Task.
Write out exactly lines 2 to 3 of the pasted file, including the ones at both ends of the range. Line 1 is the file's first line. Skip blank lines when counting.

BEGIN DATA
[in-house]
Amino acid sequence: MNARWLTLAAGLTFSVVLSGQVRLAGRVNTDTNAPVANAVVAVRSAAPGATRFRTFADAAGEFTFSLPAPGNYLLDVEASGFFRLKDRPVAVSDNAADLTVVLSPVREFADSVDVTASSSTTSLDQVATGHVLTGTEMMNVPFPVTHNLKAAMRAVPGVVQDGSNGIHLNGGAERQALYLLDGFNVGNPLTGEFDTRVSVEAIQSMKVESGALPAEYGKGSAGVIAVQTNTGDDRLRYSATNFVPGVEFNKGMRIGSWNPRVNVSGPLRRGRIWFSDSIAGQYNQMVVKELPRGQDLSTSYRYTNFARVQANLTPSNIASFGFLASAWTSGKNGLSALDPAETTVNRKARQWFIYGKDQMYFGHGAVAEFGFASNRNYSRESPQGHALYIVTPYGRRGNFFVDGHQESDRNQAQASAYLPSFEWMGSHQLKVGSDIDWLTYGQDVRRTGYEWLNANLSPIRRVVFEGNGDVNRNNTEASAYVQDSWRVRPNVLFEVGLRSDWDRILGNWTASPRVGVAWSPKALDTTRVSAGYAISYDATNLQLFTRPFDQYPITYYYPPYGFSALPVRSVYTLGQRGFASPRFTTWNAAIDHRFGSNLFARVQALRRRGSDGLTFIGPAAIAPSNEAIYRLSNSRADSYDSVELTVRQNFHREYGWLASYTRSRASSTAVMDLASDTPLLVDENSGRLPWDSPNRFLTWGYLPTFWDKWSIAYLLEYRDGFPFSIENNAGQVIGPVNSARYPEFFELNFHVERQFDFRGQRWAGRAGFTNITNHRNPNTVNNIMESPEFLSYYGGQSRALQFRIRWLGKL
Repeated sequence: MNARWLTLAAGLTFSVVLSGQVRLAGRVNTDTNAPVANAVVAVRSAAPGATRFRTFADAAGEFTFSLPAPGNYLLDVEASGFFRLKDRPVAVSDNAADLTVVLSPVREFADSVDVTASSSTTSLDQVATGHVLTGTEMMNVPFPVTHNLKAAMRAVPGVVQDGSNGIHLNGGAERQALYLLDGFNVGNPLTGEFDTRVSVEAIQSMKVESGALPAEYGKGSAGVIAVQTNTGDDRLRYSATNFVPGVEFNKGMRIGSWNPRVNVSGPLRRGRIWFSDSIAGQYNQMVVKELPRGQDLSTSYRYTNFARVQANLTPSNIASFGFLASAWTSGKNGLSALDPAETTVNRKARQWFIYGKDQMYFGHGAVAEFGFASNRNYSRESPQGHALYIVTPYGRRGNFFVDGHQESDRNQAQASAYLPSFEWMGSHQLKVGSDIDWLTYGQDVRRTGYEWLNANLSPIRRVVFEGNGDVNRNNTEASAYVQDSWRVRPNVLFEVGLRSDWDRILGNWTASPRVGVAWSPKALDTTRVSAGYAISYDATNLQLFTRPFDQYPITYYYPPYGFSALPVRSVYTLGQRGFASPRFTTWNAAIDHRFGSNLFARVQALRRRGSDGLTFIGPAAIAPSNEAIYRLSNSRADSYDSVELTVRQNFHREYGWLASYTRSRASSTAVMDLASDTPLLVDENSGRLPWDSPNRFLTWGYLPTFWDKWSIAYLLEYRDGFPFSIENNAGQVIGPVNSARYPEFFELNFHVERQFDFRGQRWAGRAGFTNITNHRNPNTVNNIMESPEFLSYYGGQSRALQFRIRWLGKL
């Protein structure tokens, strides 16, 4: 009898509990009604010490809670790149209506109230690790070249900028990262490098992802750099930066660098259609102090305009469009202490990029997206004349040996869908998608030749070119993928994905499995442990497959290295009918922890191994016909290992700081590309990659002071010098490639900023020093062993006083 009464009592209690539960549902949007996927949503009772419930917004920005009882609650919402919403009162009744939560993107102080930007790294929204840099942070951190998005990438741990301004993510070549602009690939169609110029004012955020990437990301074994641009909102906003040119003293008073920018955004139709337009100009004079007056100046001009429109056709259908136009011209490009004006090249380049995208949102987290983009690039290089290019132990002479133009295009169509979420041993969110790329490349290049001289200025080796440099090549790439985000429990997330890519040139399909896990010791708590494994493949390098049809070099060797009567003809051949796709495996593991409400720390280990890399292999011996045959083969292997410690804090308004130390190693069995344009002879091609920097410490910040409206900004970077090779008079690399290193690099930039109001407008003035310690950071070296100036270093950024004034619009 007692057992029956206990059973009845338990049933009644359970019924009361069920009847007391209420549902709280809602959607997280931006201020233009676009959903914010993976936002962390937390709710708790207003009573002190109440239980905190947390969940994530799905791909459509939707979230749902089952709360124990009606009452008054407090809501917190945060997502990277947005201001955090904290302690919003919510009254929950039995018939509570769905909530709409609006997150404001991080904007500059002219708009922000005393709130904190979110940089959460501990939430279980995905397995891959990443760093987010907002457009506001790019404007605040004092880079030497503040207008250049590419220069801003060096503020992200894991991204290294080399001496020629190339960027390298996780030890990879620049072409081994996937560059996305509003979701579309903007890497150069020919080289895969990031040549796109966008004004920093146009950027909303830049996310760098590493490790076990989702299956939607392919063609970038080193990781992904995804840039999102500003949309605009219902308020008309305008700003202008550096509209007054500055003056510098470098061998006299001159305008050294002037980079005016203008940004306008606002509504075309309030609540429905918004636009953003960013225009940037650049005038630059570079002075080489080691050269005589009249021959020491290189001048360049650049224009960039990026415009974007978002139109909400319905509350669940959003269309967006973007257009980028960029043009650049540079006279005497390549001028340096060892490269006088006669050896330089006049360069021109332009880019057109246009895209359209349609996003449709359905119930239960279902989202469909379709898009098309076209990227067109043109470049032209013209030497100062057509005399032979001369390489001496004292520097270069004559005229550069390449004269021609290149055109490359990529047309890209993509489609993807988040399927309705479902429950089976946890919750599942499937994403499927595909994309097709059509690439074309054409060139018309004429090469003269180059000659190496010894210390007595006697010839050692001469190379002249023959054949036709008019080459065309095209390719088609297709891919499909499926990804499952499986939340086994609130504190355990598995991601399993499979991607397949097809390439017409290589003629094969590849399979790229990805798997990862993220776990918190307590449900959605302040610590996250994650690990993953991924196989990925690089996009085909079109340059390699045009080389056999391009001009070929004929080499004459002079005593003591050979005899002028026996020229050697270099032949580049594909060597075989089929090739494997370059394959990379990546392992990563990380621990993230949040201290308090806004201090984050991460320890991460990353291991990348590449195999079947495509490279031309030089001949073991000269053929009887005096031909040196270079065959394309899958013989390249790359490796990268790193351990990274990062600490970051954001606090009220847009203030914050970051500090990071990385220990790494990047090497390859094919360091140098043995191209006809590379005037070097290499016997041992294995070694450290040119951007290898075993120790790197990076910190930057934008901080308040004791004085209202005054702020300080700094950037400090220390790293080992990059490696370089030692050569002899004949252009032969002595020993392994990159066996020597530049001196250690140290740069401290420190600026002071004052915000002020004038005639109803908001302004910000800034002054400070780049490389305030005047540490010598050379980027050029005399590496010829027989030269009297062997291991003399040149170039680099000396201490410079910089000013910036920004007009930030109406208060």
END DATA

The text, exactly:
Amino acid sequence: MNARWLTLAAGLTFSVVLSGQVRLAGRVNTDTNAPVANAVVAVRSAAPGATRFRTFADAAGEFTFSLPAPGNYLLDVEASGFFRLKDRPVAVSDNAADLTVVLSPVREFADSVDVTASSSTTSLDQVATGHVLTGTEMMNVPFPVTHNLKAAMRAVPGVVQDGSNGIHLNGGAERQALYLLDGFNVGNPLTGEFDTRVSVEAIQSMKVESGALPAEYGKGSAGVIAVQTNTGDDRLRYSATNFVPGVEFNKGMRIGSWNPRVNVSGPLRRGRIWFSDSIAGQYNQMVVKELPRGQDLSTSYRYTNFARVQANLTPSNIASFGFLASAWTSGKNGLSALDPAETTVNRKARQWFIYGKDQMYFGHGAVAEFGFASNRNYSRESPQGHALYIVTPYGRRGNFFVDGHQESDRNQAQASAYLPSFEWMGSHQLKVGSDIDWLTYGQDVRRTGYEWLNANLSPIRRVVFEGNGDVNRNNTEASAYVQDSWRVRPNVLFEVGLRSDWDRILGNWTASPRVGVAWSPKALDTTRVSAGYAISYDATNLQLFTRPFDQYPITYYYPPYGFSALPVRSVYTLGQRGFASPRFTTWNAAIDHRFGSNLFARVQALRRRGSDGLTFIGPAAIAPSNEAIYRLSNSRADSYDSVELTVRQNFHREYGWLASYTRSRASSTAVMDLASDTPLLVDENSGRLPWDSPNRFLTWGYLPTFWDKWSIAYLLEYRDGFPFSIENNAGQVIGPVNSARYPEFFELNFHVERQFDFRGQRWAGRAGFTNITNHRNPNTVNNIMESPEFLSYYGGQSRALQFRIRWLGKL
Repeated sequence: MNARWLTLAAGLTFSVVLSGQVRLAGRVNTDTNAPVANAVVAVRSAAPGATRFRTFADAAGEFTFSLPAPGNYLLDVEASGFFRLKDRPVAVSDNAADLTVVLSPVREFADSVDVTASSSTTSLDQVATGHVLTGTEMMNVPFPVTHNLKAAMRAVPGVVQDGSNGIHLNGGAERQALYLLDGFNVGNPLTGEFDTRVSVEAIQSMKVESGALPAEYGKGSAGVIAVQTNTGDDRLRYSATNFVPGVEFNKGMRIGSWNPRVNVSGPLRRGRIWFSDSIAGQYNQMVVKELPRGQDLSTSYRYTNFARVQANLTPSNIASFGFLASAWTSGKNGLSALDPAETTVNRKARQWFIYGKDQMYFGHGAVAEFGFASNRNYSRESPQGHALYIVTPYGRRGNFFVDGHQESDRNQAQASAYLPSFEWMGSHQLKVGSDIDWLTYGQDVRRTGYEWLNANLSPIRRVVFEGNGDVNRNNTEASAYVQDSWRVRPNVLFEVGLRSDWDRILGNWTASPRVGVAWSPKALDTTRVSAGYAISYDATNLQLFTRPFDQYPITYYYPPYGFSALPVRSVYTLGQRGFASPRFTTWNAAIDHRFGSNLFARVQALRRRGSDGLTFIGPAAIAPSNEAIYRLSNSRADSYDSVELTVRQNFHREYGWLASYTRSRASSTAVMDLASDTPLLVDENSGRLPWDSPNRFLTWGYLPTFWDKWSIAYLLEYRDGFPFSIENNAGQVIGPVNSARYPEFFELNFHVERQFDFRGQRWAGRAGFTNITNHRNPNTVNNIMESPEFLSYYGGQSRALQFRIRWLGKL